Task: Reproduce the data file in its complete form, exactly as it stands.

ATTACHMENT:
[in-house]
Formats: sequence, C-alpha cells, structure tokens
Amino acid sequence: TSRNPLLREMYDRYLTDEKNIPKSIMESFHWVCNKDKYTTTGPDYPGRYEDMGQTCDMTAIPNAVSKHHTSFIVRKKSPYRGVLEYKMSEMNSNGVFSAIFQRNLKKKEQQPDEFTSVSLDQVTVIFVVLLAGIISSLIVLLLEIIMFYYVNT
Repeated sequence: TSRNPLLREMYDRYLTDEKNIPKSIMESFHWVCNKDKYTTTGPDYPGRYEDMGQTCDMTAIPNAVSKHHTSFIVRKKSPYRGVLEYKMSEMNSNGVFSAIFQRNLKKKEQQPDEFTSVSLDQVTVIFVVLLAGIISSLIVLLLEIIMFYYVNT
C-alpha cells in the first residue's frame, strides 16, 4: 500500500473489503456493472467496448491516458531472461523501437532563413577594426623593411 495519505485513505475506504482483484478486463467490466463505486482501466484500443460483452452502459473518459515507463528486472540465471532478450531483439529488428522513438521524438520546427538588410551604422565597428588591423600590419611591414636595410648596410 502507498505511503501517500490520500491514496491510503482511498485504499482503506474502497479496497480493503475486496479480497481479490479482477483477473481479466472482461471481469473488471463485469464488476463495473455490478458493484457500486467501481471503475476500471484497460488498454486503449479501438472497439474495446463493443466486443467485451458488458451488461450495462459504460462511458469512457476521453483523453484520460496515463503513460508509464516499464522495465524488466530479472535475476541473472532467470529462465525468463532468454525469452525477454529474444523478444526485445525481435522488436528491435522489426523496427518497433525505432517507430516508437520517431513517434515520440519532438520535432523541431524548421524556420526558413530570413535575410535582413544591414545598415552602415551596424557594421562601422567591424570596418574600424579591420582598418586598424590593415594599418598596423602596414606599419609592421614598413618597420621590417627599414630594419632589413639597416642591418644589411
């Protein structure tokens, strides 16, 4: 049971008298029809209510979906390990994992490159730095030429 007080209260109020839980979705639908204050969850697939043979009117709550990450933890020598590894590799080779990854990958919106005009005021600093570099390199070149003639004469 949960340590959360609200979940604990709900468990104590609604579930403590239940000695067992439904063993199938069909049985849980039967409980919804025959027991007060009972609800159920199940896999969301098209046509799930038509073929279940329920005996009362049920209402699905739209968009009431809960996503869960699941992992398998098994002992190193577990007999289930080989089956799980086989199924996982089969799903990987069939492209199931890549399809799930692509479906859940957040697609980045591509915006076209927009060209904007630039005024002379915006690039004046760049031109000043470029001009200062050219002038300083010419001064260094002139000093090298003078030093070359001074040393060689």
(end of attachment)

[in-house]
Formats: sequence, C-alpha cells, structure tokens
Amino acid sequence: TSRNPLLREMYDRYLTDEKNIPKSIMESFHWVCNKDKYTTTGPDYPGRYEDMGQTCDMTAIPNAVSKHHTSFIVRKKSPYRGVLEYKMSEMNSNGVFSAIFQRNLKKKEQQPDEFTSVSLDQVTVIFVVLLAGIISSLIVLLLEIIMFYYVNT
Repeated sequence: TSRNPLLREMYDRYLTDEKNIPKSIMESFHWVCNKDKYTTTGPDYPGRYEDMGQTCDMTAIPNAVSKHHTSFIVRKKSPYRGVLEYKMSEMNSNGVFSAIFQRNLKKKEQQPDEFTSVSLDQVTVIFVVLLAGIISSLIVLLLEIIMFYYVNT
C-alpha cells in the first residue's frame, strides 16, 4: 500500500473489503456493472467496448491516458531472461523501437532563413577594426623593411 495519505485513505475506504482483484478486463467490466463505486482501466484500443460483452452502459473518459515507463528486472540465471532478450531483439529488428522513438521524438520546427538588410551604422565597428588591423600590419611591414636595410648596410 502507498505511503501517500490520500491514496491510503482511498485504499482503506474502497479496497480493503475486496479480497481479490479482477483477473481479466472482461471481469473488471463485469464488476463495473455490478458493484457500486467501481471503475476500471484497460488498454486503449479501438472497439474495446463493443466486443467485451458488458451488461450495462459504460462511458469512457476521453483523453484520460496515463503513460508509464516499464522495465524488466530479472535475476541473472532467470529462465525468463532468454525469452525477454529474444523478444526485445525481435522488436528491435522489426523496427518497433525505432517507430516508437520517431513517434515520440519532438520535432523541431524548421524556420526558413530570413535575410535582413544591414545598415552602415551596424557594421562601422567591424570596418574600424579591420582598418586598424590593415594599418598596423602596414606599419609592421614598413618597420621590417627599414630594419632589413639597416642591418644589411
């Protein structure tokens, strides 16, 4: 049971008298029809209510979906390990994992490159730095030429 007080209260109020839980979705639908204050969850697939043979009117709550990450933890020598590894590799080779990854990958919106005009005021600093570099390199070149003639004469 949960340590959360609200979940604990709900468990104590609604579930403590239940000695067992439904063993199938069909049985849980039967409980919804025959027991007060009972609800159920199940896999969301098209046509799930038509073929279940329920005996009362049920209402699905739209968009009431809960996503869960699941992992398998098994002992190193577990007999289930080989089956799980086989199924996982089969799903990987069939492209199931890549399809799930692509479906859940957040697609980045591509915006076209927009060209904007630039005024002379915006690039004046760049031109000043470029001009200062050219002038300083010419001064260094002139000093090298003078030093070359001074040393060689």